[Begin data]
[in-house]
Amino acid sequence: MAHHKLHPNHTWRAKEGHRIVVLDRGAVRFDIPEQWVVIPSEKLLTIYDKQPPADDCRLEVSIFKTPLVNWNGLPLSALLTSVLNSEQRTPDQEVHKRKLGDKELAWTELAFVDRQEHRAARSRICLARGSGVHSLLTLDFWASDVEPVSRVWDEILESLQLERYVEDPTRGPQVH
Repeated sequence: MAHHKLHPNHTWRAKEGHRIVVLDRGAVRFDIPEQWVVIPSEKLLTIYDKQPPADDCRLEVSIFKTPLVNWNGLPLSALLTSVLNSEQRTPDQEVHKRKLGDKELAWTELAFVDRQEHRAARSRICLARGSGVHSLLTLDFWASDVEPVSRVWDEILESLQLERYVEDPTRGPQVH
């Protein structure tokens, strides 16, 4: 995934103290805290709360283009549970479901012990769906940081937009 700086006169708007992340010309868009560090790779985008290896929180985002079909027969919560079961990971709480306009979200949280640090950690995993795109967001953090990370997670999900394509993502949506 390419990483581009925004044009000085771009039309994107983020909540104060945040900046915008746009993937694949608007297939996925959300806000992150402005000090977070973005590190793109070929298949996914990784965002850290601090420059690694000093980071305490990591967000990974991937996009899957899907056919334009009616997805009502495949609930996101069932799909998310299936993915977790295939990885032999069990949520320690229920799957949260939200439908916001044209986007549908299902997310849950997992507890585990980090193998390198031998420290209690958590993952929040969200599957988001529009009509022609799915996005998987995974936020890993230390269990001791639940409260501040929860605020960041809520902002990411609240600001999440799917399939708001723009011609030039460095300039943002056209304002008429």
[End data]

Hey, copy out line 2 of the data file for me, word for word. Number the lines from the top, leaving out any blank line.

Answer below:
Amino acid sequence: MAHHKLHPNHTWRAKEGHRIVVLDRGAVRFDIPEQWVVIPSEKLLTIYDKQPPADDCRLEVSIFKTPLVNWNGLPLSALLTSVLNSEQRTPDQEVHKRKLGDKELAWTELAFVDRQEHRAARSRICLARGSGVHSLLTLDFWASDVEPVSRVWDEILESLQLERYVEDPTRGPQVH